The Fathers of Confederation elected to name the new country the Dominion of Canada, after rejecting kingdom and confederation, among other options. One could have created the Dominion of Borealia (from the Latin for north), analogous to the naming of Australia (from the Latin for south).
In light of the evolution of Canada, the term confederation is today perceived as mostly a ruse by Prime Minister of United Canada John A. Macdonald and others to encourage French Canada and the maritime colonies to come to the talks. The political leaders of the maritime colonies worried about being dominated by the population centres of Central Canada and like French Canada did not want a strong central government. Macdonald had no intention, however, of actually making Canada a confederation and was willing to have many of the colonies remain outside a political union rather than weaken his proposed central government. Canada thus became a federation, but certainly not a confederation, such as Switzerland or the first American confederal republic.
In Quebec, the idea that the new confederal Canada was a pact between two founding peoples dominated the political discourse for almost a century (1867 to 1960s).
Confederation as a political term of art
The term Confederation is now often used to describe Canada in an abstract way--"The Fathers of Confederation" itself is one such usage. Provinces and territories that became part of Canada after 1867 are also said to have joined Confederation (but not the Confederation). However, the term usually refers more concretely to the political process that united the colonies in the 1860s; it is also used to divide Canadian history into pre-Confederation and post-Confederation (post-Confederation being a living term that includes the present day).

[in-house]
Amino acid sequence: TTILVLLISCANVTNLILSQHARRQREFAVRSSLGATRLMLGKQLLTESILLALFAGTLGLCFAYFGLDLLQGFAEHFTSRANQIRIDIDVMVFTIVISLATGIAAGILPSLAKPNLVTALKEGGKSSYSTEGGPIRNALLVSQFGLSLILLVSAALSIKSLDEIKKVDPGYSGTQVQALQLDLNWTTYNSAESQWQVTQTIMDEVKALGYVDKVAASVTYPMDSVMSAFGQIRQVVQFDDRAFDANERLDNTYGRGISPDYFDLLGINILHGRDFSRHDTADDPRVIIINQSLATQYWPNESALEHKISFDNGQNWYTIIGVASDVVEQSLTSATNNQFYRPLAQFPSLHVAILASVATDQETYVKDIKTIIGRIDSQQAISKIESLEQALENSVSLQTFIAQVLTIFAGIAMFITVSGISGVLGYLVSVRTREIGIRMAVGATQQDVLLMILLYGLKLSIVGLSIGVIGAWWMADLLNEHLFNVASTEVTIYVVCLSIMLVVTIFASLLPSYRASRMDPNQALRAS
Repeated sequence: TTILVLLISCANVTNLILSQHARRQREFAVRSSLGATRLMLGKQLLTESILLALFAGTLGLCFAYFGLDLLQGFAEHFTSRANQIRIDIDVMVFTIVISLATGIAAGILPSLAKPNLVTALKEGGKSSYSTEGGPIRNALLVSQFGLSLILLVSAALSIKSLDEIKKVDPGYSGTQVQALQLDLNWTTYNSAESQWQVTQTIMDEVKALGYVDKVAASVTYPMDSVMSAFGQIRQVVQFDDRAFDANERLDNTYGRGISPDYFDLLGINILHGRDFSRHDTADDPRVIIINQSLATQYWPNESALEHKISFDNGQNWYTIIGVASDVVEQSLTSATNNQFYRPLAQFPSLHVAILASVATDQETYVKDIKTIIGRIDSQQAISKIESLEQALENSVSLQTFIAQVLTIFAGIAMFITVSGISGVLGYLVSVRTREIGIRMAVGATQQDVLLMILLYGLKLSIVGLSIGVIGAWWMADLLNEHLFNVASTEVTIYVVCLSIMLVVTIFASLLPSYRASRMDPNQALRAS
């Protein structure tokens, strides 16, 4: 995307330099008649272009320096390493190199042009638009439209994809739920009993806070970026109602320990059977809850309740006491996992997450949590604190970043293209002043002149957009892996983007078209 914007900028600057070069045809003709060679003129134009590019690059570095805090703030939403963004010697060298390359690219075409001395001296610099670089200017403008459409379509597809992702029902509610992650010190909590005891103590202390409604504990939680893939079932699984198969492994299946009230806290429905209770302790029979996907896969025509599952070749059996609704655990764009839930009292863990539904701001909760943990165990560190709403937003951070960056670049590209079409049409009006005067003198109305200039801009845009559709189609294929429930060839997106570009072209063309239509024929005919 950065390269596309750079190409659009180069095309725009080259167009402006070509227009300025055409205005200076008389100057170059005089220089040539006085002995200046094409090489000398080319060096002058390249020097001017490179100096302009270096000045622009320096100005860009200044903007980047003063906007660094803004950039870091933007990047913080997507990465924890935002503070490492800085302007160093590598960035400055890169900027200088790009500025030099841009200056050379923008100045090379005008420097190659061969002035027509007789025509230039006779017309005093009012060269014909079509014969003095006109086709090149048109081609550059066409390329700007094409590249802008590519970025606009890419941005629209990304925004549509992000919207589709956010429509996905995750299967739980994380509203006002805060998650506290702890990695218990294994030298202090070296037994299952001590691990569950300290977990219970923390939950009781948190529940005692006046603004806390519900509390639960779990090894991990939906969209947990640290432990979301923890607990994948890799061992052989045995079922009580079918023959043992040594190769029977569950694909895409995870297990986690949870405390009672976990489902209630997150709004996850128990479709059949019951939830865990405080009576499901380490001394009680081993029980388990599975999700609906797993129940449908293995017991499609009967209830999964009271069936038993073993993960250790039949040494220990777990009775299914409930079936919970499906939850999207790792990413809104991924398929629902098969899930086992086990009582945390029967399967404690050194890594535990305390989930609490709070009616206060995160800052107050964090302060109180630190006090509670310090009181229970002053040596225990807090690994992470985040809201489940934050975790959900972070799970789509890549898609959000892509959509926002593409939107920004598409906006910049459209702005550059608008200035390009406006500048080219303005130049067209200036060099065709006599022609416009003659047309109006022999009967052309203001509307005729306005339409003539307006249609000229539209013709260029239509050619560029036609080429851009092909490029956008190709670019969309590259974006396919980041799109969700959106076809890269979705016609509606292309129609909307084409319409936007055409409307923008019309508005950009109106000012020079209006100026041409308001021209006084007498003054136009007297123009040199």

Fathers of Confederation
Confederation was first agreed upon at the Charlottetown Conference in Charlottetown, Prince Edward Island in 1864, although Prince Edward Island did not actually join Confederation until 1873. The specifics were then mostly determined at the Quebec Conference in Quebec City later in 1864, and at a final London Conference in 1866. The following lists the participants in the conferences and their attendance at each stage. They are known as the Fathers of Confederation.
There were 36 original Fathers of Confederation. Harry Bernard, who was the Recording Secretary at the Charlottetown conference, is considered by some to be a Father of Confederation. The later "Fathers" who brought the other provinces into Confederation after 1867 (such as Joey Smallwood) are also referred to as "Fathers of Confederation."
Table of participation
Process of members joining the Canadian Confederation
Here is a list of the order in which the provinces and territories entered Canada. (Territories are italicized.)
Note - * - Manitoba, the Yukon, Alberta, Saskatchewan, and Nunavut were created out of the Northwest Territories, the remaining provinces joined Canada as separate and previously independent colonies.
See also: History of Canada
- National Library Confederation Information (http://www.nlc-bnc.ca/2/18/index-e.html)
- Fathers of Confederation (http://crl.library.ns.ca/fathers.htm)